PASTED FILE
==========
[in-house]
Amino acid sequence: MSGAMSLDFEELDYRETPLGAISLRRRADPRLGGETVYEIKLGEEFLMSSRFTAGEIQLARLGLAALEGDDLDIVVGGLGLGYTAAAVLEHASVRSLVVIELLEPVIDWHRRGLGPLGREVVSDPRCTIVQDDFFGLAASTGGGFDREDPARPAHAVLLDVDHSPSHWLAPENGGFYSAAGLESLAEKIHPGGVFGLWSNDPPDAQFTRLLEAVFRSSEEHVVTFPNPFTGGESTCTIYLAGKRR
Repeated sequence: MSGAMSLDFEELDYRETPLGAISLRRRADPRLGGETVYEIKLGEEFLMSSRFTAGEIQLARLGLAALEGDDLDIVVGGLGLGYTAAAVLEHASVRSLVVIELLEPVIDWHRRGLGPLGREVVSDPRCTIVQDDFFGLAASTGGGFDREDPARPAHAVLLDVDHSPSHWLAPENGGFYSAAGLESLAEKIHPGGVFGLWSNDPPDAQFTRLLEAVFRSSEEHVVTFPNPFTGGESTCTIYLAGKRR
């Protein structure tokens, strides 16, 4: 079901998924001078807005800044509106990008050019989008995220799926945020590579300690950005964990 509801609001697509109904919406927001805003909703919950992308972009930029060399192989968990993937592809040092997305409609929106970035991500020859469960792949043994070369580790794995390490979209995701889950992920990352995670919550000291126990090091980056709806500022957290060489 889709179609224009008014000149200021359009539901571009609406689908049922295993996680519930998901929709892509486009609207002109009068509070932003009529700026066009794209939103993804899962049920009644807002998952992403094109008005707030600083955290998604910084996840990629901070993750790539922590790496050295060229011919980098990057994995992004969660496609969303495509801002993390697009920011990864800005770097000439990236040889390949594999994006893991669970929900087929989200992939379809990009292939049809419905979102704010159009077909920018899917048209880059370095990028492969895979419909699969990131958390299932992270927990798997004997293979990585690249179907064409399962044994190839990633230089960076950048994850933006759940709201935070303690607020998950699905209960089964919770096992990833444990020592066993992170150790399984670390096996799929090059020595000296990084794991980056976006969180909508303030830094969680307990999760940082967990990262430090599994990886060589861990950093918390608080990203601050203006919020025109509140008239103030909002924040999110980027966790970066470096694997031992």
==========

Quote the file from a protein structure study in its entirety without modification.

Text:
[in-house]
Amino acid sequence: MSGAMSLDFEELDYRETPLGAISLRRRADPRLGGETVYEIKLGEEFLMSSRFTAGEIQLARLGLAALEGDDLDIVVGGLGLGYTAAAVLEHASVRSLVVIELLEPVIDWHRRGLGPLGREVVSDPRCTIVQDDFFGLAASTGGGFDREDPARPAHAVLLDVDHSPSHWLAPENGGFYSAAGLESLAEKIHPGGVFGLWSNDPPDAQFTRLLEAVFRSSEEHVVTFPNPFTGGESTCTIYLAGKRR
Repeated sequence: MSGAMSLDFEELDYRETPLGAISLRRRADPRLGGETVYEIKLGEEFLMSSRFTAGEIQLARLGLAALEGDDLDIVVGGLGLGYTAAAVLEHASVRSLVVIELLEPVIDWHRRGLGPLGREVVSDPRCTIVQDDFFGLAASTGGGFDREDPARPAHAVLLDVDHSPSHWLAPENGGFYSAAGLESLAEKIHPGGVFGLWSNDPPDAQFTRLLEAVFRSSEEHVVTFPNPFTGGESTCTIYLAGKRR
């Protein structure tokens, strides 16, 4: 079901998924001078807005800044509106990008050019989008995220799926945020590579300690950005964990 509801609001697509109904919406927001805003909703919950992308972009930029060399192989968990993937592809040092997305409609929106970035991500020859469960792949043994070369580790794995390490979209995701889950992920990352995670919550000291126990090091980056709806500022957290060489 889709179609224009008014000149200021359009539901571009609406689908049922295993996680519930998901929709892509486009609207002109009068509070932003009529700026066009794209939103993804899962049920009644807002998952992403094109008005707030600083955290998604910084996840990629901070993750790539922590790496050295060229011919980098990057994995992004969660496609969303495509801002993390697009920011990864800005770097000439990236040889390949594999994006893991669970929900087929989200992939379809990009292939049809419905979102704010159009077909920018899917048209880059370095990028492969895979419909699969990131958390299932992270927990798997004997293979990585690249179907064409399962044994190839990633230089960076950048994850933006759940709201935070303690607020998950699905209960089964919770096992990833444990020592066993992170150790399984670390096996799929090059020595000296990084794991980056976006969180909508303030830094969680307990999760940082967990990262430090599994990886060589861990950093918390608080990203601050203006919020025109509140008239103030909002924040999110980027966790970066470096694997031992």